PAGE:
Attendees were given an opportunity to ask questions following the presentations. Below are Lyda and Alford’s answers to the questions there was no time to address during the webcast.
Question: In troubleshooting induction motors, what key components should we take into consideration?
Answer: This was the gist of the presentation, so I won’t go into too much detail, but the best place to start is to use your senses. Listen for abnormal sounds, watch for abnormal looking items, smell for abnormal scent coming from the machine, and feel (safely) for elevated temperature. After that then you will have a better idea of what the next steps may be.
Question: What part does the Industrial Internet of Things (IIoT) play in motor maintenance?
Answer: IIoT is becoming popular in this industry for predictive and preventative maintenance. Once you have sensors installed on machines you can store data either at the machine or to the cloud and use software for predictive and preventative maintenance. You can request sensors come with the motors from the factory through your distributor, or you could install them afterward. IoT has a great future in this industry and end users are just scratching the surface at this time.
Question: How does a motor with a 1.15 service factor differ from a motor with 1.0 service factor?
Answer: The 1.15 SF motor can be operated at 115% of rated load for short periods of time. The 1.0SF motor should not be operated above rated load for any period of time.
Question: For a typical intermittent duty motor, approximately how many cycles should be expected out of the motor before failure occurs? Or I suppose instead of cycles, we could reference run hours.
Answer: No idea. It depends on the quality of the motor build, proper maintenance techniques being followed, and if the motor is the right fit for the application. In some cases, motors can last for decades.
Question: For starting and rated torque curves, could you provide sample applications (i.e., fans A or B, pumps B or C, compressors C or D)?
Answer: NEMA Design A and B “general purpose” motors are popular for centrifugal applications such as fans, pumps, blowers or general industry process use. NEMA design C and D motors are better suited for applications that require high starting torque such as crushers, conveyors, compressors, or elevators.
Question: What does service factor (SF) mean?
Answer: Service factor is a short-term overload factor. By including the service factor on the nameplate, the manufacturer is letting you know that you could operate the motor at that percentage of rated load and the motor will operate continuously at a thermally stabilized temperature below that of the insulation class rating. However, short term overload is a relative term. Additional heat will lead to shorter motor life in the long run so keeping the motor at or below rated load for its lifespan should maximize motor life, assuming you follow proper maintenance techniques discussed.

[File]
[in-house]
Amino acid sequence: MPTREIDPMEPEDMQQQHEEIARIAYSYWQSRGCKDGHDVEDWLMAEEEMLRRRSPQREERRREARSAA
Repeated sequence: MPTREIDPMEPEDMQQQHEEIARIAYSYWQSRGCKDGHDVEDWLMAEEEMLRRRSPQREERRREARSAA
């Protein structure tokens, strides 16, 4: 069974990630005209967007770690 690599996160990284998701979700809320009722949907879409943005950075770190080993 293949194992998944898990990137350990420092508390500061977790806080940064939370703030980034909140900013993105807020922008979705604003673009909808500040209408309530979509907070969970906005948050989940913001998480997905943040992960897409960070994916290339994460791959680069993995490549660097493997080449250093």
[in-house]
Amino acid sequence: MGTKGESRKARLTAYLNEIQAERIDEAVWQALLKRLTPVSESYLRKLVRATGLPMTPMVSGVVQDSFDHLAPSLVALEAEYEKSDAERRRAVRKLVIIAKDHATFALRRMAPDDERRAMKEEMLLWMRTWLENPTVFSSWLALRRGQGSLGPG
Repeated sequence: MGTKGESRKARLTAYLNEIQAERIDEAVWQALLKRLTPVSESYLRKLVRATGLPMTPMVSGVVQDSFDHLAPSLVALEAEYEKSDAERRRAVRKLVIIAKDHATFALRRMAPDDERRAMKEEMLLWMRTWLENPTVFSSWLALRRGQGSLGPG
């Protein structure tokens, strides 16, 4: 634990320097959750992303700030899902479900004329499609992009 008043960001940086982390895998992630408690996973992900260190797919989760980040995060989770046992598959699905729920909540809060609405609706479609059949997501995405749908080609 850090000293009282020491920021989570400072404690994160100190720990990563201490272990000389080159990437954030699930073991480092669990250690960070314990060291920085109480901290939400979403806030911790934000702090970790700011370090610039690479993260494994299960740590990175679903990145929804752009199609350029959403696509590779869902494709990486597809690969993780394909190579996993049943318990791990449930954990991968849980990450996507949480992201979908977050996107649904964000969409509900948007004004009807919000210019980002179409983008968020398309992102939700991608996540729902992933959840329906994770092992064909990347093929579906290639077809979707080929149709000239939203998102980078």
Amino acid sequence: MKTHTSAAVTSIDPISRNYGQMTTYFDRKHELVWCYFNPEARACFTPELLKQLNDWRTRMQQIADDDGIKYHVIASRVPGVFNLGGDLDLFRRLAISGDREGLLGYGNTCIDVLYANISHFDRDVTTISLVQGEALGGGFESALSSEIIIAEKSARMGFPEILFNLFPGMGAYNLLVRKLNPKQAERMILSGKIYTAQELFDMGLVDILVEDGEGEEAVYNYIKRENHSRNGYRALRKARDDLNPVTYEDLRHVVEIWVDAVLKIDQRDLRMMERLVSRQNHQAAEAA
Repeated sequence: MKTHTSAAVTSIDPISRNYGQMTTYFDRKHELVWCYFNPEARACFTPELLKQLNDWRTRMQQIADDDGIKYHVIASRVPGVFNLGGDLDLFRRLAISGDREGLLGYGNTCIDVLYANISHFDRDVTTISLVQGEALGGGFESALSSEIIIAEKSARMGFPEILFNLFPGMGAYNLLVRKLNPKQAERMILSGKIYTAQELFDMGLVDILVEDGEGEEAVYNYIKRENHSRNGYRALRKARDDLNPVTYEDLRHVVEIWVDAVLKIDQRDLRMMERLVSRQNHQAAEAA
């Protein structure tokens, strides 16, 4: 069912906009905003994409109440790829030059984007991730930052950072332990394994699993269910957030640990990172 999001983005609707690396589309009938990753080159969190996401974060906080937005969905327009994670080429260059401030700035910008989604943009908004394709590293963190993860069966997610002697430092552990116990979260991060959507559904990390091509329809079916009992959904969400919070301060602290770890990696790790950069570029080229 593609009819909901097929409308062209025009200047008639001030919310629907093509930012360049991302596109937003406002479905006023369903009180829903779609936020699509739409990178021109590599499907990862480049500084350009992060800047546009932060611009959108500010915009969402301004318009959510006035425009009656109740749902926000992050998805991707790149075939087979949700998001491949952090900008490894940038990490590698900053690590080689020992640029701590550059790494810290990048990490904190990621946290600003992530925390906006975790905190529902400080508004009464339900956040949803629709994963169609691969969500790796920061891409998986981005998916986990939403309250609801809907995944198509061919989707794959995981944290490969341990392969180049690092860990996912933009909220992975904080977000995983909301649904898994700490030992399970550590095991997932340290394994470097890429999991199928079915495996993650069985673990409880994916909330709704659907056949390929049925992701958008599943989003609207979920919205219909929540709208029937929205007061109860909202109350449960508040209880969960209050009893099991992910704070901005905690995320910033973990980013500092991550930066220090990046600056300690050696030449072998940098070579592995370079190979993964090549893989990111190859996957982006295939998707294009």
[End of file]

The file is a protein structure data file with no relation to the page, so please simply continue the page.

Question: For vibration, would you explain the difference between measuring in ips versus mils?
Answer: When you are measuring in mils you are measuring displacement. This can be a preferred unit when speaking of unbalance. Velocity of vibration is measured in peak units such as inches per second (ips). Another way of looking at velocity is distance per time or how much the machine is moving every second, in three important directions at all main bearing points (axial, vertical, horizontal). Velocity measurements and monitoring of vibration is the most common unit to identify various problems or acceptability such as: unbalance, misalignment, looseness (machinery structure, foundations, or bearings), harmonics, and many other issues in the machinery frequency range.
Question: Short circuits between winding turns. How can I diagnose the damage without measuring instruments?
Answer: It is hard to diagnose any winding failure without some type of measuring instrument. If the motor winding has failed, you could use a preferred repair shop to help you diagnose and understand why the motor winding failed.
Question: Should vibration sensors be installed on motors for continuous monitoring of motor vibration?
Answer: Continuous monitoring of vibration is a great practice on critical machines. It can allow you to monitor real-time vibration at all times and not risk a critical fault to occur during a normal quarterly rotation of data collection. This method can become expensive but can prove well worth the money on critical applications.
Question: What type of meter should be used for measuring voltage at the motor leads for a VFD controlled motor?
Answer: You will need a meter that can filter out the pulse-width modulated signal of the VFD. I’m sure there are some smaller hand-held products available for this. If your VFD has a monitor screen, you can likely navigate to and check the output voltage there, as well.